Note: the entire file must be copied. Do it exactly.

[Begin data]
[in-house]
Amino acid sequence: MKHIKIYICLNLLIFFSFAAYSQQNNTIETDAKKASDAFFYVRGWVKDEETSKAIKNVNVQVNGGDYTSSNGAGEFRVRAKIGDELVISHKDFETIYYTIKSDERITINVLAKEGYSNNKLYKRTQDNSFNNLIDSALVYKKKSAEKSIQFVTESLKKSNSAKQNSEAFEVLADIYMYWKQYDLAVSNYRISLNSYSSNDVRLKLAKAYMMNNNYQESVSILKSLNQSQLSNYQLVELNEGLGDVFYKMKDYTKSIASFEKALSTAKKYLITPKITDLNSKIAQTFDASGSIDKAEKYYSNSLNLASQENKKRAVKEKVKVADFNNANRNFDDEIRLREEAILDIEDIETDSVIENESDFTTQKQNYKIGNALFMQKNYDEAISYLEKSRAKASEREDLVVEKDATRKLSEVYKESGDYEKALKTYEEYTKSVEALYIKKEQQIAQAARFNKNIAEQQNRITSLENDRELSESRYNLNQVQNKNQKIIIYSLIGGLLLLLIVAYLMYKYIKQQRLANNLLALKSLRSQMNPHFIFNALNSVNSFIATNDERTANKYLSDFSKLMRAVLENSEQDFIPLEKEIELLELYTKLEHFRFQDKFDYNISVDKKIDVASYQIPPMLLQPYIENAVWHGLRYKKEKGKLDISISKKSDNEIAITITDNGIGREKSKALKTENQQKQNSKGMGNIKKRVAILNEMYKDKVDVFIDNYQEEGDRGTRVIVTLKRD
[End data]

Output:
[in-house]
Amino acid sequence: MKHIKIYICLNLLIFFSFAAYSQQNNTIETDAKKASDAFFYVRGWVKDEETSKAIKNVNVQVNGGDYTSSNGAGEFRVRAKIGDELVISHKDFETIYYTIKSDERITINVLAKEGYSNNKLYKRTQDNSFNNLIDSALVYKKKSAEKSIQFVTESLKKSNSAKQNSEAFEVLADIYMYWKQYDLAVSNYRISLNSYSSNDVRLKLAKAYMMNNNYQESVSILKSLNQSQLSNYQLVELNEGLGDVFYKMKDYTKSIASFEKALSTAKKYLITPKITDLNSKIAQTFDASGSIDKAEKYYSNSLNLASQENKKRAVKEKVKVADFNNANRNFDDEIRLREEAILDIEDIETDSVIENESDFTTQKQNYKIGNALFMQKNYDEAISYLEKSRAKASEREDLVVEKDATRKLSEVYKESGDYEKALKTYEEYTKSVEALYIKKEQQIAQAARFNKNIAEQQNRITSLENDRELSESRYNLNQVQNKNQKIIIYSLIGGLLLLLIVAYLMYKYIKQQRLANNLLALKSLRSQMNPHFIFNALNSVNSFIATNDERTANKYLSDFSKLMRAVLENSEQDFIPLEKEIELLELYTKLEHFRFQDKFDYNISVDKKIDVASYQIPPMLLQPYIENAVWHGLRYKKEKGKLDISISKKSDNEIAITITDNGIGREKSKALKTENQQKQNSKGMGNIKKRVAILNEMYKDKVDVFIDNYQEEGDRGTRVIVTLKRD